PET ligands and metabolic brain imaging Prof. Karl Herholz

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1 PET ligands Karl Herholz, University of Manchester PET images in this lecture, unless indicated otherwise, are from Max-Planck-Institute for Neurological Research, Cologne, Germany 1 Positron-Emission-Tomography (PET) Short-lived positron emitting isotopes produced by cyclotron Isotopes coupled to minute (typically microgram) amounts of biomolecules tracer Tracer injected intravenously into patient Coincidence events caused by pairs of 511keV γ-rays (originating from electron-positron annihilation) detected by PET camera Local metabolic rates and binding potentials calculated from kinetics of in-vivo tracer biodistribution 2 Positron Emission Tomography (PET) F-18 (110 min) C-11 (20 min) I-124 (4 d) O-15 (2 min) The screen versions of these slides have full details of copyright and acknowledgements 1

2 Frequent neurodegenerative diseases with characteristic PET findings Alzheimer's disease Frontotemporal dementia (Pick complex) Dementia with Lewy bodies Parkinson s disease Multiple system atrophy Huntington s disease Amyotrophic lateral sclerosis 4 Imaging of Local Brain Function Neuronal function Ion gradients Transmitter synthesis and recycling Energy consumption: FDG-PET Blood flow: PET, SPECT, fmri 5 FDG-PET: Normal cerebral glucose metabolism 6 The screen versions of these slides have full details of copyright and acknowledgements 2

3 fuctional impairment of CMRGlc in association cortex First symptoms: "Mild cognitive impairment" FDG-PET: Progression of early-onset Alzheimer Disease progression of CMRGlc reduction in association cortex 14 months later increase of extent and severity of CMRGlc reduction mild dementia 7 Posterior cingulate impairment in Alzheimer s disease 8 Posterior Cingulate and Precuneus in Normal Subjects Function (seen in activation studies): Episodic memory, esp. Retrieval "The mind's eye": Imagery in episodic recall Integrating current input with background knowledge Autobiographical memory retrieval Resting glucose metabolic activity related to education slightly reduced in ApoE4 carriers 9 The screen versions of these slides have full details of copyright and acknowledgements 3

4 Comparison of CMRGlc Reduction due to Age (n=110) and AD (n=394) Herholz et al., Neuroimage, 2002 grey matter mask age (normals) MMSE (AD) age & MMSE 10 Diagnostic Accuracy of FDG PET for detection of Alzheimer's Disease Comparison N=395 (AD), N=110 (C) Sensitivity Specificity All probable AD vs. controls 93% 93% Very mild AD (MMSE >= 24) vs. controls 84% 93% Earliest AD vs. controls (matched by MMSE 27-29) 83% 82% Herholz K, et al.: Discrimination between Alzheimer Dementia and Controls by Automated Analysis of Multicenter FDG PET. Neuroimage 17: (2002) 11 Automatic detection of abnormal metabolism and regions that are typically affected by AD T-statistics compared to European network (NEST-DD) normal database with correction for scanner resolution and patient age Herholz et al. Neuroimage 2002 Software by: PMOD Technologies Inc. 12 The screen versions of these slides have full details of copyright and acknowledgements 4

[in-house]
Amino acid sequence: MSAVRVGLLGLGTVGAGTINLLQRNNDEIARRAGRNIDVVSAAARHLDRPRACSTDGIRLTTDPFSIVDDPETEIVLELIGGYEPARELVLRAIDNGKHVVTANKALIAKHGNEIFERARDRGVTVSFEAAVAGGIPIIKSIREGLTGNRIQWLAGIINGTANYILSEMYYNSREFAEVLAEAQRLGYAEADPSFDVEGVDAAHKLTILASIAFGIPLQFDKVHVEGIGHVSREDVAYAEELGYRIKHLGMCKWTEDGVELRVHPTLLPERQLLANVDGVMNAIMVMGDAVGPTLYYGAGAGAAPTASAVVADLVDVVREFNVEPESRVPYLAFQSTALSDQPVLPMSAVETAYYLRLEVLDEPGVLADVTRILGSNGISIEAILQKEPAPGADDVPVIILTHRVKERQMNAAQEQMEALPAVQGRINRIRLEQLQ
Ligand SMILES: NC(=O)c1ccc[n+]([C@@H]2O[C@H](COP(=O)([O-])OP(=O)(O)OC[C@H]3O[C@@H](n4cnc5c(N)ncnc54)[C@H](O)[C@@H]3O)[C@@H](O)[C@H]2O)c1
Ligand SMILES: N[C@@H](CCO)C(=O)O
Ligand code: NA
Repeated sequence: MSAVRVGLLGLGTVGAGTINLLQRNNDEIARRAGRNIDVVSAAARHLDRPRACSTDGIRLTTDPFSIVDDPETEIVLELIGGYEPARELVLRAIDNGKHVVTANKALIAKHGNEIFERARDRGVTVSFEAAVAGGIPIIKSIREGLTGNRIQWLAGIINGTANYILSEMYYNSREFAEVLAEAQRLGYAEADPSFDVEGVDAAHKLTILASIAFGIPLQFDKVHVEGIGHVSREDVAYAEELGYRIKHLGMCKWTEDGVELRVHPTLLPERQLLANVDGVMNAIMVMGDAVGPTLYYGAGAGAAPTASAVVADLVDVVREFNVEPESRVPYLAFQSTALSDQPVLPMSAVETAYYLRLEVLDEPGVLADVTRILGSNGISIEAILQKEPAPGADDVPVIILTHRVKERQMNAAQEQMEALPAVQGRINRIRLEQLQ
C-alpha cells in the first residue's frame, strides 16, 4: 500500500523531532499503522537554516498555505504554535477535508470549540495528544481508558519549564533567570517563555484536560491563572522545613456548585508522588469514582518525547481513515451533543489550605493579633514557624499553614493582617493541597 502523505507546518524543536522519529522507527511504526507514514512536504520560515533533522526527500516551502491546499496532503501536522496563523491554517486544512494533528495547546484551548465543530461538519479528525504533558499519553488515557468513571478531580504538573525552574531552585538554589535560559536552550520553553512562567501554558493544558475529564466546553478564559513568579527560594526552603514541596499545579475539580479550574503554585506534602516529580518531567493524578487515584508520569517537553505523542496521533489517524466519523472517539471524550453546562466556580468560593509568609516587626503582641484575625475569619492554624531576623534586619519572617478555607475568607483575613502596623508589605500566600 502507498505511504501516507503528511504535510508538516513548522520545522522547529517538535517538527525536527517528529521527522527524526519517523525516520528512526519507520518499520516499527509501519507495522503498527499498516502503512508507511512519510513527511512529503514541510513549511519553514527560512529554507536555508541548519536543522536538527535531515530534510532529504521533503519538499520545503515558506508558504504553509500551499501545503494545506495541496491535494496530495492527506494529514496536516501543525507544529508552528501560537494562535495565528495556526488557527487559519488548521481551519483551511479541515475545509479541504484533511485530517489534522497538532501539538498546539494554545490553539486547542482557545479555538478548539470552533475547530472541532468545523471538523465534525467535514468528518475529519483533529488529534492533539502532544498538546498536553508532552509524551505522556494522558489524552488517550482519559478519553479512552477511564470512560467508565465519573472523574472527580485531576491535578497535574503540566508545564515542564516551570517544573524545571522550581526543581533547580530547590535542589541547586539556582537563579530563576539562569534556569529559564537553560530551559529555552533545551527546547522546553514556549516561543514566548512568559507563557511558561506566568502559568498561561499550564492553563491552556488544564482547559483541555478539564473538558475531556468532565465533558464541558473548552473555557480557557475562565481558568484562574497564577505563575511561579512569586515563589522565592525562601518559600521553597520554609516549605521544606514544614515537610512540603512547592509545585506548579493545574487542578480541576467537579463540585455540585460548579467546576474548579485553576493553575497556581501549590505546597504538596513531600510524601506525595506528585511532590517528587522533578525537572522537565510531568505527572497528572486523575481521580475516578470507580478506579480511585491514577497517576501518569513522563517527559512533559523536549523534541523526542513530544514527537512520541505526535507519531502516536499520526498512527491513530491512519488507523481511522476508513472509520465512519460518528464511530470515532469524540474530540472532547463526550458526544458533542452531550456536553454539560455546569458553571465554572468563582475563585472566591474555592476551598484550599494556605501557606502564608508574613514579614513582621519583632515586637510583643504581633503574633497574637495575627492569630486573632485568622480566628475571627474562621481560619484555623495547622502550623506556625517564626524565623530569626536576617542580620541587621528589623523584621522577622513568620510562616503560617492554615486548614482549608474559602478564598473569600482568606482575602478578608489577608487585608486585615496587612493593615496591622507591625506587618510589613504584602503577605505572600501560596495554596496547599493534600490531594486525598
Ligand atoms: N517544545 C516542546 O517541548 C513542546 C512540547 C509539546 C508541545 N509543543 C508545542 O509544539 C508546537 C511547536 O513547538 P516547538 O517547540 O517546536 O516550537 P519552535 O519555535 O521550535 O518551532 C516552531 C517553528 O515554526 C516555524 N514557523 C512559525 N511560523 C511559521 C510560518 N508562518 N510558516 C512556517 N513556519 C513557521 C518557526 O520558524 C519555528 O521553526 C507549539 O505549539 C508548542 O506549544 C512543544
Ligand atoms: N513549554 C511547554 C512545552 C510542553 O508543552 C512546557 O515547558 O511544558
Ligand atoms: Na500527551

5 Late vs. early onset AD The selective metabolic impairment in temporo-parietal and posterior cingulate cortex is more pronounced in familial AD with early onset than in late-onset AD, which is mostly sporadic. Overall cortical impairment is similar, however Vascular dementia also shows mostly global metabolic impairment without much regional selectivity Multifactorial etiology, which is common in late onset dementia, is related to widespread cerebral metabolic impairment 13 Progressive prosopagnosia In most cases (Tung-Wai et al, Neurolog y, 2004) posterior variant of Alzheimer s disease 14 Frontal brain areas show reduced glucose metabolism in depression Holthoff et al., Acta Psychiatr.Scand. 110: (2004) Holthoff et al., Biol.Psychiatry 57(4): (2005) 15 The screen versions of these slides have full details of copyright and acknowledgements 5

6 Anosognosia in AD: Metabolic changes related to patients' self assessment E. Salmon et al., Human Brain Mapping, In press 16 Metabolic impairment in FDG PET predicts clinical deterioration in mild cognitive impairment ("possible Alzheimer's disease") n FDG PET abnormality at entry Frequency (%) of deterioration within 2 years EC Multicenter Study: 52 patients with MMSE >= Herholz K et al. Dementia & Geriatric Cognitive Disorders 1999; 10(6): Prospective study of FDG PET in MCI (Anchisi et al., Arch Neurol, in press) Within 1 year: dementia no progression Positive predictive value Negative predictive value CVLT 48% 93% PET 93% 93% Reduction of temporoparietal FDG uptake Memory performance (CVLT) 18 The screen versions of these slides have full details of copyright and acknowledgements 6

7 Fronto-temporal Dementia (FTD) Changes of personality and executive function, aphasia Apathy or disinhibited, bizarre behavior Fronto-temporal lobar atrophy Mostly sporadic rarely autosomal dominant (tau gene at 17q21-22) Various inconstant histopathological changes (astrogliosis, neuronal loss, Pick bodies, basophilic inclusion bodies, ubiquinated tau-negati ve non-eosi nophilic inclusions) 19 Frontotemporal Dementia asymmetric frontotemporal atrophy and functional impairment FDG PET 20 Impairment of Ventromedial Frontopol ar Cortex in Fronto-temporal Dementia Salmon E, et al Neuroimag e 20, The screen versions of these slides have full details of copyright and acknowledgements 7

8 Proposed functions of frontomesial cortex in activation studies "Theory of mind" (Fletcher et al., 1995) Self-referential mental activity (Maguire et al., 1999) Self-initiated, intentional thoughts (McGuire et al., 1996) Subjective emotional responses (Lane et al. 1997) 22 Fronto-Temporal Dementia with Amyotrophic Lateral Sclerosis FDG PET: CMRGlc MPI Cologne 23 Frontotemporal Lobar Atrophies Often with pathological protein tau deposits ( tauopathy ), similar to fronto-temporal dementia Primary progressiv e aphasia Nonfluent progressive aphasie Mostly left inferior frontal and temporal metabolic impairment and atrophy Semantic dementia Severe progressive disturbance of semantic memory Mostly left temporal (and frontal) metabolic impairment and atrophy 24 The screen versions of these slides have full details of copyright and acknowledgements 8